Bandai’s 1/100 Gundam Wing Altron Review and Photos
Here’s my Review of the 1/100 Gundam Wing Altron. Maybe not the most popular kit, but it can be a lot of fun. It’s also the first Gundam model I have seriously worked on (other than 144 snaps). I'll be putting some pics up on my website fairly soon to go with this article. Prior to Gundam, I have about 25 years of model experience. I am a glue-putty-paint modeler, so some surface issues such as knit lines don't bother me. I am much more interested in overall fit and finish so I don't kill a couple weeks waiting for putty or white out to dry. Since I came from the AMT/ERTL Star Trek (shudders with horror) background, I was initially very impressed with the Gundam kits (the parts actually fit together and panel lines actually match up). So, coming from that background, here goes (please feel free to comment;):
Overall: The plastic captures the shape and proportions, to my eye, very well. Especially looking to the Wufei/Treize duel in the second to last episode, Altron is well captured. There are a few detail problems (lack of, not incorrect), which I'll go into later. Like other GW kits, color molding is fairly accurate with a few exceptions. To be accurate with the T.V. appearance, gray parts should be white. Also, the base parts of the Altron shield should be on the red sprue, not the green sprue. Since I was planning on painting the kit, the in-color molding isn't an issue to me. A chromed sprue with gold tinting on one side is provided for the V fin, dragon fangs and jaws, the Altron shield top and chest trim. One sided--gee, thanks Bandai. This makes it impossible to look good, since from most views the non-tinted sides are visible. Of course, highly visible sprue scars (the base plastic is black under the chrome) are also sprinkled in. This is especially true with the dragon fangs and V fin. Stickers are provided for the fangs, but look like crap. That sprue was dumped into the EZ Off pronto. Detail and molding are fine. There are a lot of fine panel lines (not going to comment on "too many lines" issue; personal taste). The parts are flash free, and there are few noticeable surface flaws IF you plan on painting. If you do not paint, then you'll notice all the knit lines in practically every part. The worst detail areas are the inside of hip armor skirts, which are fairly rough and undetailed. This can be spruced (get it--"sprue"ced) up with strip styrene to form an internal framework. There are a number of areas that are “hollow”, such as the fangs, the head fins etc, that can be filled in with sheet styrene or putty to improve them. PV cap coverage is great to poor. The knee PVs are well hidden, as are the other leg/torso PVs. The dragon fangs and arms are a mix that unfortunately doesn't work well. The worst PV implementation is in the twin beam cannon--just butt ugly. More on the problems later.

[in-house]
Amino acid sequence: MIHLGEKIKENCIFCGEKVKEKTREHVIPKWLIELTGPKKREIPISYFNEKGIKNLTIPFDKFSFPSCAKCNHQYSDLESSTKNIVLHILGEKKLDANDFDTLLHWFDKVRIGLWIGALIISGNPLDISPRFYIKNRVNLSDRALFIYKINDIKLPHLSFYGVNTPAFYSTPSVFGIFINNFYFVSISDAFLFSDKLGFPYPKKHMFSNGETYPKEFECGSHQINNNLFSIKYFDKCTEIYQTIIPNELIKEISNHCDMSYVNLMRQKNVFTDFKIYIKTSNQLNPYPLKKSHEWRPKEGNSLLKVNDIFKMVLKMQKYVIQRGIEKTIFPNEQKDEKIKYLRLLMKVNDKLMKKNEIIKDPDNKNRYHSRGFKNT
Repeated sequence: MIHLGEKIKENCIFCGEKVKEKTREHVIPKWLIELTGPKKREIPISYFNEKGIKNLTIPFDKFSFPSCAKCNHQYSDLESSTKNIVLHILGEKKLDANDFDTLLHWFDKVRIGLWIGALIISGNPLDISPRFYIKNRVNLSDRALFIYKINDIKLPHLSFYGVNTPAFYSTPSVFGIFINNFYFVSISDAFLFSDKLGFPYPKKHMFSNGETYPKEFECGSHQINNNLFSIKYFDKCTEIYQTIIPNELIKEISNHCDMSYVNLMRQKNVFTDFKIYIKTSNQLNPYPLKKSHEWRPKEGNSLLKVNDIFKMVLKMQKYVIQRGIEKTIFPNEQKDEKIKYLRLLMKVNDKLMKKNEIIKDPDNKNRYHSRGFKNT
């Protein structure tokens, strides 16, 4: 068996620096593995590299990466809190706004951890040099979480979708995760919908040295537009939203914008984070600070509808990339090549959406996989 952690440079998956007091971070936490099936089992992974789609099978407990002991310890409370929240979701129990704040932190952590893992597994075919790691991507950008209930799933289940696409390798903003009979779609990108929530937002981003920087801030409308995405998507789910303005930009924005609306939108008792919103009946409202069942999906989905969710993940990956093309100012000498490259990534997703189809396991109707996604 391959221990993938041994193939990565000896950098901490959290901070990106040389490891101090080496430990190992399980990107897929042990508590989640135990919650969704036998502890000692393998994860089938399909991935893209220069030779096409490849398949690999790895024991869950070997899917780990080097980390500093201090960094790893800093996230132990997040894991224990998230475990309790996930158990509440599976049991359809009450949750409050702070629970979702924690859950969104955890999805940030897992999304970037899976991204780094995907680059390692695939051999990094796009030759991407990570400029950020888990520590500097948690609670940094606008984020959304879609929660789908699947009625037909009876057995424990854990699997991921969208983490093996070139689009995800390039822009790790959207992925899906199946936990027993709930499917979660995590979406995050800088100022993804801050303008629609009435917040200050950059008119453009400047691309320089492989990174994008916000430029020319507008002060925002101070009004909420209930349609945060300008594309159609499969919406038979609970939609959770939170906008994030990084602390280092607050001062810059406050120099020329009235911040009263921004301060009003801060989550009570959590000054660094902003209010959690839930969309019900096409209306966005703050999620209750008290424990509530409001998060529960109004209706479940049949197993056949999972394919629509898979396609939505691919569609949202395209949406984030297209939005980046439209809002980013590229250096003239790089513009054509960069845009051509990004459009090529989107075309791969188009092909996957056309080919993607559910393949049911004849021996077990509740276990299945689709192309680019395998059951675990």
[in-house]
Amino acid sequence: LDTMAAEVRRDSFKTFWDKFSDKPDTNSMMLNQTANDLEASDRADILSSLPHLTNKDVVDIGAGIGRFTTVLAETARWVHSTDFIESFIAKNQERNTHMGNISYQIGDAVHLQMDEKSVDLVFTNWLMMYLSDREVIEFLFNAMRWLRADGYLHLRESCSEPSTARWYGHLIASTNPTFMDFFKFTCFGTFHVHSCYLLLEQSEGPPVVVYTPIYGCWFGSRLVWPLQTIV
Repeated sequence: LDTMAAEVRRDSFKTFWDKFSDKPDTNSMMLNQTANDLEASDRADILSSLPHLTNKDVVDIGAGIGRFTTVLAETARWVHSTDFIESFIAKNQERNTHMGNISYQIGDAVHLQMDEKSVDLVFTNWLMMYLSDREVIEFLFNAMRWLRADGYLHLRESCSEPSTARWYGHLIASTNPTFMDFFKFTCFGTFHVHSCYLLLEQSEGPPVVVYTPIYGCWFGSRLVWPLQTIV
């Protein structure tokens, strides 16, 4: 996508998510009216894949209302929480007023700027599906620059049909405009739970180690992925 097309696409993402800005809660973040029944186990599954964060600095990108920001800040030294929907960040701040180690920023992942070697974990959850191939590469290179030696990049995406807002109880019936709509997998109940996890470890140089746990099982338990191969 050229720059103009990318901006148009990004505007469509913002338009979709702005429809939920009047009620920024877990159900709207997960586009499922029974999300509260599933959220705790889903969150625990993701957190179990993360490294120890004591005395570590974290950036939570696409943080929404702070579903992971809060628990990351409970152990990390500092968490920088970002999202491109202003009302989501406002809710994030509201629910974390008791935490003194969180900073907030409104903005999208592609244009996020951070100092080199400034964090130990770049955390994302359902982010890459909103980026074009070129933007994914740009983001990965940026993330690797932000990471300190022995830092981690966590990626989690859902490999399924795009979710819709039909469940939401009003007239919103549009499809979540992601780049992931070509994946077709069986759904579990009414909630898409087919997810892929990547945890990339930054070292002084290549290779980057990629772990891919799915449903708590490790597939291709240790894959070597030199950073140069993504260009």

Arms: I suspect the extra cost for this kit is due to the dragon arms. It is not money well spent. If you build this kit from the box, the dragon heads are hollow shells attached to floppy arm segments that will obey only gravity, not your posing desires. Starting at the shoulder there are the huge shoulder guards, the left one mounting the superfluous shield. Under the shields are dragon arms (which is why the guards are so huge). The upper 1" section joins to the torso, and has a mid-point PV axial rotating joint. If you are painting the kit, keep in mind the white upper arm is trapped between the dark green shoulder guards. I painted the arm bit white before assembling and painting the guards. One more note about the shoulder guards: the are wide open on the interior and exterior sides. They are supposed to be open on the outside so Wufei can do the "No-look dragon fang head crusher" move. On the torso side, the guards shouldn't be open. Some thin sheet styrene to wall it off fixes that.